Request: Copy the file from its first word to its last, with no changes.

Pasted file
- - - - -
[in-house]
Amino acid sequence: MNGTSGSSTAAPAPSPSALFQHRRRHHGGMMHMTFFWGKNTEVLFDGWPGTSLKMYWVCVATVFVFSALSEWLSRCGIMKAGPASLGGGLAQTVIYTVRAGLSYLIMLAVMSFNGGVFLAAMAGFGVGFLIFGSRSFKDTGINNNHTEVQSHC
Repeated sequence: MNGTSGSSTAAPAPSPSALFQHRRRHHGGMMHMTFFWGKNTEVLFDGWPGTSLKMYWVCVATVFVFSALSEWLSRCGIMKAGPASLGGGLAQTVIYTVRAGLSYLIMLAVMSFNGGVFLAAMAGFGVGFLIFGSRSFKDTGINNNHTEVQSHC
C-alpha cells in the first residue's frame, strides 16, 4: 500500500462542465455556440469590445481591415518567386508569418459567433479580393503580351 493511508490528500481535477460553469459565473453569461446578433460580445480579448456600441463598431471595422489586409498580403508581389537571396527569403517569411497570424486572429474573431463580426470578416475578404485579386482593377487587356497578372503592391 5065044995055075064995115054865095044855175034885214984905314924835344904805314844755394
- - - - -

[in-house]
Amino acid sequence: MNGTSGSSTAAPAPSPSALFQHRRRHHGGMMHMTFFWGKNTEVLFDGWPGTSLKMYWVCVATVFVFSALSEWLSRCGIMKAGPASLGGGLAQTVIYTVRAGLSYLIMLAVMSFNGGVFLAAMAGFGVGFLIFGSRSFKDTGINNNHTEVQSHC
Repeated sequence: MNGTSGSSTAAPAPSPSALFQHRRRHHGGMMHMTFFWGKNTEVLFDGWPGTSLKMYWVCVATVFVFSALSEWLSRCGIMKAGPASLGGGLAQTVIYTVRAGLSYLIMLAVMSFNGGVFLAAMAGFGVGFLIFGSRSFKDTGINNNHTEVQSHC
C-alpha cells in the first residue's frame, strides 16, 4: 500500500462542465455556440469590445481591415518567386508569418459567433479580393503580351 493511508490528500481535477460553469459565473453569461446578433460580445480579448456600441463598431471595422489586409498580403508581389537571396527569403517569411497570424486572429474573431463580426470578416475578404485579386482593377487587356497578372503592391 5065044995055075064995115054865095044855175034885214984905314924835344904805314844755394